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Gilan

Gilan Province, also Latinized as Guilan is one of the thirty-one provinces of Iran. It lies along the Caspian Sea, in Iran’s Region 3, just west of the province of Mazandaran, east of the province of Ardabil, and north of the provinces of Zanjan and Qazvin. It also borders the Republic of Azerbaijan in the north, as well as Russia across the Caspian Sea.

Gilan Province, also Latinized as Guilan is one of the thirty-one provinces of Iran. It lies along the Caspian Sea, in Iran’s Region 3, just west of the province of Mazandaran, east of the province of Ardabil, and north of the provinces of Zanjan and Qazvin. It also borders the Republic of Azerbaijan in the north, as well as Russia across the Caspian Sea.

The northern part of the province is part of territory of South (Iranian) Talysh. At the center of the province is the main city of Rasht. Other towns in the province include Astara, Astaneh-e Ashrafiyyeh, Fuman, Lahijan, Langrud, Masouleh, Manjil, Rudbar, Roudsar, Shaft, Talesh, and Soumahe Sara.The main harbor port of the province is Bandar-e Anzali (previously Bandar-e Pahlavi).

Gilan has a humid subtropical climate with by a large margin the heaviest rainfall in Iran: reaching as high as 1,900 millimetres (75 in) in the southwestern coast and generally around 1,400 millimetres (55 in). Rasht, the capital of the province, is known internationally as the “City of Silver Rains” and within Iran as the “City of Rain”.

Rainfall is heaviest between September and December because the onshore winds from the Siberian High are strongest, but it occurs throughout the year though least abundantly from April to July. Humidity is very high because of the marshy character of the coastal plains and can reach 90 percent in summer for wet bulb temperatures of over 26 °C (79 °F). The Alborz range provides further diversity to the land in addition to the Caspian coasts.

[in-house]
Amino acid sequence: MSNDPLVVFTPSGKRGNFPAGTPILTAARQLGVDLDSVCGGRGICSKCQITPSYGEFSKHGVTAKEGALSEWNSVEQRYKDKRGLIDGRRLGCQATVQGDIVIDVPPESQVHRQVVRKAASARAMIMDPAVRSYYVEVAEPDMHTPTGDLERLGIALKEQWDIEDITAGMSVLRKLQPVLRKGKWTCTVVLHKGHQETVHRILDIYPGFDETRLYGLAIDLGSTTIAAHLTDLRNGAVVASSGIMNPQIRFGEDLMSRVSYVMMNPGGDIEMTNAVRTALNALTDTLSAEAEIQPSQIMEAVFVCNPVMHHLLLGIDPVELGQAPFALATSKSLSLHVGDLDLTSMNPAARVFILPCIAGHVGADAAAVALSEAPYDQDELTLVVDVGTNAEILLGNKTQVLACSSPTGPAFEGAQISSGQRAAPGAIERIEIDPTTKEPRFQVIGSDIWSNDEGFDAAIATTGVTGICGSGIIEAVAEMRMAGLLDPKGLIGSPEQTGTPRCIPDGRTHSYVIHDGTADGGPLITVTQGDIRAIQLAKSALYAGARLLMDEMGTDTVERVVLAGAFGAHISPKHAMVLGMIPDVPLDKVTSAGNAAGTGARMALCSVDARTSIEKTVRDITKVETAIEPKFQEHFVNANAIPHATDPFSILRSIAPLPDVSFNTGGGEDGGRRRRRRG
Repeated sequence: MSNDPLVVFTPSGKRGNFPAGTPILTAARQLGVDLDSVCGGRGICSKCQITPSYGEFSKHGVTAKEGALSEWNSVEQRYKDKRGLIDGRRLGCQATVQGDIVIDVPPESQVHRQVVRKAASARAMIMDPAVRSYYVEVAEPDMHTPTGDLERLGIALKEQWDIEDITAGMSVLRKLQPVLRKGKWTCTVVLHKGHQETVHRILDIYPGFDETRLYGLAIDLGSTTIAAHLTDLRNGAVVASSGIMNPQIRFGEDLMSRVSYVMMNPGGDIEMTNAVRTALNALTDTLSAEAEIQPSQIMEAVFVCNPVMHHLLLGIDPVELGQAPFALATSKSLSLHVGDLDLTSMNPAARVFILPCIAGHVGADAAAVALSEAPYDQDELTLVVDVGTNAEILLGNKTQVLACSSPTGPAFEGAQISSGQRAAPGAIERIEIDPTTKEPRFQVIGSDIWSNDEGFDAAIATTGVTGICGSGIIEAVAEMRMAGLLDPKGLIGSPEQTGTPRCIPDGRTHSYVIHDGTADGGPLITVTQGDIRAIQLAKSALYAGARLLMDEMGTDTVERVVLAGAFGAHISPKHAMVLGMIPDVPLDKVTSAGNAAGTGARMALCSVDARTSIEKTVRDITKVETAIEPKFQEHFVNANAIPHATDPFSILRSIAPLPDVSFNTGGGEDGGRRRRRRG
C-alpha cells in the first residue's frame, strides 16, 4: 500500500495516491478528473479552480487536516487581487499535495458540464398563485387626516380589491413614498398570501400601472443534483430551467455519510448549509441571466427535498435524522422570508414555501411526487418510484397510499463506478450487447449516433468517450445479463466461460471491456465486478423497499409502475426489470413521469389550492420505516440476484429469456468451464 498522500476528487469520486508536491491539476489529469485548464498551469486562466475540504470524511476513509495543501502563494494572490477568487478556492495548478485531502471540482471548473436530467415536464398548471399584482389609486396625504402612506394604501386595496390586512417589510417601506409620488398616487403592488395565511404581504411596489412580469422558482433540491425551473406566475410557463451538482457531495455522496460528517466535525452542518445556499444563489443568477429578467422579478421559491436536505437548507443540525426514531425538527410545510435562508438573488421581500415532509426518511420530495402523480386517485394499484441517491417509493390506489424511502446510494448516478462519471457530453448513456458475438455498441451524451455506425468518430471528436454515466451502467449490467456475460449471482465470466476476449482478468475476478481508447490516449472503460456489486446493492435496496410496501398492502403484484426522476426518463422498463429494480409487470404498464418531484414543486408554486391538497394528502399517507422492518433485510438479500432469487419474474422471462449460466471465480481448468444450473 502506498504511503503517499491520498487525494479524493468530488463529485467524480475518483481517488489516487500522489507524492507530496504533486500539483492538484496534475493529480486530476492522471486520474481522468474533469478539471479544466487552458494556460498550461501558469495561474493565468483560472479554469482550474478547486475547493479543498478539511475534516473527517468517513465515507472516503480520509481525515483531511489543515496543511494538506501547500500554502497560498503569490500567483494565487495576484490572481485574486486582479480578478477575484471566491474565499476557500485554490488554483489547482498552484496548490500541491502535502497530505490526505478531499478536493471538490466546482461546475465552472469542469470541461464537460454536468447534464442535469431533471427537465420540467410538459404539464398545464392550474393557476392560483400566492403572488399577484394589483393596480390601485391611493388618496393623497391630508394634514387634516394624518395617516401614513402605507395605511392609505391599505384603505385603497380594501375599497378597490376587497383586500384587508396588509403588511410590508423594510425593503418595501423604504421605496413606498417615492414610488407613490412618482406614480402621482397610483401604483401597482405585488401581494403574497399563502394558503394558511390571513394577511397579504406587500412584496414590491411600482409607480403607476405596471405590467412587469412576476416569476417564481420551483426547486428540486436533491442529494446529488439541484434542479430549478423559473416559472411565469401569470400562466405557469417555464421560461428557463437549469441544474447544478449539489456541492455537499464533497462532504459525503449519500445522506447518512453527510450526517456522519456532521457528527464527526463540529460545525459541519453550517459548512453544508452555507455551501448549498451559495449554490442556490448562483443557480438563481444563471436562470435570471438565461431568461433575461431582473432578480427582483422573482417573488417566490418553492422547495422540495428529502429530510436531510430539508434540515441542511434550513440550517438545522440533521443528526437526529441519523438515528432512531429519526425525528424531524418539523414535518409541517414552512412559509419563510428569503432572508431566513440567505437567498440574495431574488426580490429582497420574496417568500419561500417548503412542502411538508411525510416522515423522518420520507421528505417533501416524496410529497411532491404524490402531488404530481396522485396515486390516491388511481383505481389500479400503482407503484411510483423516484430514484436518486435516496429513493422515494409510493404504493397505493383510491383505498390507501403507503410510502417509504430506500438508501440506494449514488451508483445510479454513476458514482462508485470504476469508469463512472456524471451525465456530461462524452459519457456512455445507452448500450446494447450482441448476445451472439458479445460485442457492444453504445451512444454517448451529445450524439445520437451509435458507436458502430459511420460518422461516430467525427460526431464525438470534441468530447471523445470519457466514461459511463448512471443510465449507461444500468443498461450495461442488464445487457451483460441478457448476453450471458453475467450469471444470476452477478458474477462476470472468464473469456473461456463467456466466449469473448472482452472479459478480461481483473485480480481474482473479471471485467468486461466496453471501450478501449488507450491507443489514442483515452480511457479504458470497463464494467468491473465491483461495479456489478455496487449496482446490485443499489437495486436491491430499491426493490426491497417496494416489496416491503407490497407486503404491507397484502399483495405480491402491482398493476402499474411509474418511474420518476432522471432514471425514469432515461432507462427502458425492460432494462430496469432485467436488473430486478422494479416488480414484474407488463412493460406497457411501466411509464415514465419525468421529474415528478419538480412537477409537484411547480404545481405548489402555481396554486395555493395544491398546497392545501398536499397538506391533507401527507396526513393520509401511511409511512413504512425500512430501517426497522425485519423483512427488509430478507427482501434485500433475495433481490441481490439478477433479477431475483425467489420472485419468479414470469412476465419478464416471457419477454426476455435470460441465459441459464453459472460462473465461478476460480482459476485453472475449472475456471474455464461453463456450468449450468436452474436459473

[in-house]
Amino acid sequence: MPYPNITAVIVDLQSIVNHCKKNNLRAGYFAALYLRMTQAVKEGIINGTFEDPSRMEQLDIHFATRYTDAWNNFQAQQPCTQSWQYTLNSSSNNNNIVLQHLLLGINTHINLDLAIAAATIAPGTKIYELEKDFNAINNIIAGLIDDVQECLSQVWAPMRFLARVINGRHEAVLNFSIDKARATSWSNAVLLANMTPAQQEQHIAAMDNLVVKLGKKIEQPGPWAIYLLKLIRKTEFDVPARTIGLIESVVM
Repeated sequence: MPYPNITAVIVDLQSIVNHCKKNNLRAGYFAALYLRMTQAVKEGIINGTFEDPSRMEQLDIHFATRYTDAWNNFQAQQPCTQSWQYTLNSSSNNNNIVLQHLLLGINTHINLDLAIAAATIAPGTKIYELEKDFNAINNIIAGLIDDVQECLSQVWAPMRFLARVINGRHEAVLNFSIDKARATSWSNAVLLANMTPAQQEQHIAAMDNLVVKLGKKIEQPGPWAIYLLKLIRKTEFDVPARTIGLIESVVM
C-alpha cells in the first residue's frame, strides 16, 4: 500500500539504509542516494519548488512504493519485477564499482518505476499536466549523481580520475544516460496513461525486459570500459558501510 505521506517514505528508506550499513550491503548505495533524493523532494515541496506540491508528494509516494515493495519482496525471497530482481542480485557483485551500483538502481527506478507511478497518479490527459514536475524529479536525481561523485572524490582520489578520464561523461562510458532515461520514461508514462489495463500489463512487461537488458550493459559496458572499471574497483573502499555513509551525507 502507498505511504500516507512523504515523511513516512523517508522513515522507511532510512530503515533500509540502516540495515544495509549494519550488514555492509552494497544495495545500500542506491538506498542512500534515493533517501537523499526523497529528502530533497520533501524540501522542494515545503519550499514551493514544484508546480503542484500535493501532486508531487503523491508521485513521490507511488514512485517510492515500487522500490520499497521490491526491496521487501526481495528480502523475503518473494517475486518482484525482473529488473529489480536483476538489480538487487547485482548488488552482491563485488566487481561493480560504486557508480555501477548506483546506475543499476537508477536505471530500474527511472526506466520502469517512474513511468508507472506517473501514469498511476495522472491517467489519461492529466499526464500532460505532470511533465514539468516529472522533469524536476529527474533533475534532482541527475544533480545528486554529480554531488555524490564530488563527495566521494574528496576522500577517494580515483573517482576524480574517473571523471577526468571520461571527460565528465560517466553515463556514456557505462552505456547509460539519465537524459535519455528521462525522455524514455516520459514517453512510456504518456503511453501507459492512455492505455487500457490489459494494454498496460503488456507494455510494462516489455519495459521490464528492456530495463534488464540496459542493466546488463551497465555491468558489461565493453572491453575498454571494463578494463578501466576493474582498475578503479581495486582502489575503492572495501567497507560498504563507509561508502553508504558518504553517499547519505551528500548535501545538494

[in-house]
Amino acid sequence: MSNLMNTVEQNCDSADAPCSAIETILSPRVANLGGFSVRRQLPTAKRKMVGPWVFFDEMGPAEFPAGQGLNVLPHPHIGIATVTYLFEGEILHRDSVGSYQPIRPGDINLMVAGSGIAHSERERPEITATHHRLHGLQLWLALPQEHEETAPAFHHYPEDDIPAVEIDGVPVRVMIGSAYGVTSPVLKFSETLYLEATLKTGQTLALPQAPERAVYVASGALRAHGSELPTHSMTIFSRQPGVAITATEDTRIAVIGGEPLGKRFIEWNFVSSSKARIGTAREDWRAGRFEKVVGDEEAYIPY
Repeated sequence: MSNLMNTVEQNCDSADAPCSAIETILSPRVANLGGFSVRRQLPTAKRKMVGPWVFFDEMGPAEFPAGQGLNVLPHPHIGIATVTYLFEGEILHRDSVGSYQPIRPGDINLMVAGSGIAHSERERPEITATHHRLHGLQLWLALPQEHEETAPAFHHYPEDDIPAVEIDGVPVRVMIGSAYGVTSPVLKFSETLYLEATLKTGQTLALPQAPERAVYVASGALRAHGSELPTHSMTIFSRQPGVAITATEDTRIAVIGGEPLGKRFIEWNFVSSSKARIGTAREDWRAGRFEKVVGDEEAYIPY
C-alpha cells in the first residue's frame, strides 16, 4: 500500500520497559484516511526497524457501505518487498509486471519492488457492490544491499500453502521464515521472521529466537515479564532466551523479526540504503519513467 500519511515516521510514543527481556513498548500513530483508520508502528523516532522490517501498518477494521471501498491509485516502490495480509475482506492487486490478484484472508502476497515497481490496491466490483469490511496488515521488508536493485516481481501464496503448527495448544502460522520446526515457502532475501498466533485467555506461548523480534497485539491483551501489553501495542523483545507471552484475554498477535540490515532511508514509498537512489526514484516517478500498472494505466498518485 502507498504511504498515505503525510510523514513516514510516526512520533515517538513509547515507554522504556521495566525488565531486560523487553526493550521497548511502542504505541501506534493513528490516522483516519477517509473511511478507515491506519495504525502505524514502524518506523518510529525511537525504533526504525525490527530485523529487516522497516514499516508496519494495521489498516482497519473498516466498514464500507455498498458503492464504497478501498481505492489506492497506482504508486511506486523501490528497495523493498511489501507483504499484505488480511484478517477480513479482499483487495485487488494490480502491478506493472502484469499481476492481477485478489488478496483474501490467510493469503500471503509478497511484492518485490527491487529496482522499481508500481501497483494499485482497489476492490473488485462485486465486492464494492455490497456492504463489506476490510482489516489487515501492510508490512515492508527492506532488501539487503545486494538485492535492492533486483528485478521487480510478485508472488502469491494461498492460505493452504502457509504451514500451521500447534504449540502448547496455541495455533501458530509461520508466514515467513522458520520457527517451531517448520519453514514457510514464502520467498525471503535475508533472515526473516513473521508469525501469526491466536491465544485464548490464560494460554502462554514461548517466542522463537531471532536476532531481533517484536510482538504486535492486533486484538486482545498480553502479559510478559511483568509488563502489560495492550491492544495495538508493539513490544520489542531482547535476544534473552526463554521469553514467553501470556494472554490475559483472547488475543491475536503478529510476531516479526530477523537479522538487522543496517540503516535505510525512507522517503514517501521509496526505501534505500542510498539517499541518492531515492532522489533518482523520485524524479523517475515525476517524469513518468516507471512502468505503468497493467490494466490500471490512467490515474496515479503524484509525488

The coastline is cooler and attracts large numbers of domestic and international tourists. Large parts of the province are mountainous, green and forested. The coastal plain along the Caspian Sea is similar to that of Mazandaran, mainly used for rice paddies. Supposedly, due to successive cultivation and selection of rice by farmers, several rice cultivars including Gerdeh, Hashemi, Hasani, and Gharib have been bred.

In May 1990 large parts of the province were destroyed by a huge earthquake, in which about 45,000 people died. Abbas Kiarostami made his films Life, and Nothing More… and Through the Olive Trees based upon this event. Gilan is overwhelmingly Gilaki, with a minority of Azerbaijanis, Georgians, Armenians, Circassians and others.

Five Iranian languages are spoken in Gilan namely Gilaki, Rudbari and Taleshi and packets of Tati and Kurdish all belong to Northwestern branch of Iranian languages. Non-Iranian languages are Azerbaijani, Georgian, Armenian, Circassian, and some Gypsy (Romany) speakers.

Three million people speak Gilaki as first or second language. Although this language has flourishing literature and some newspapers, both Gilaki and Taleshi usage is diminishing in Tavalesh due to heavy immigration of Azerbaijani people.

Geocoding for Gilan, Iran: 37.2774°N 49.5890°E

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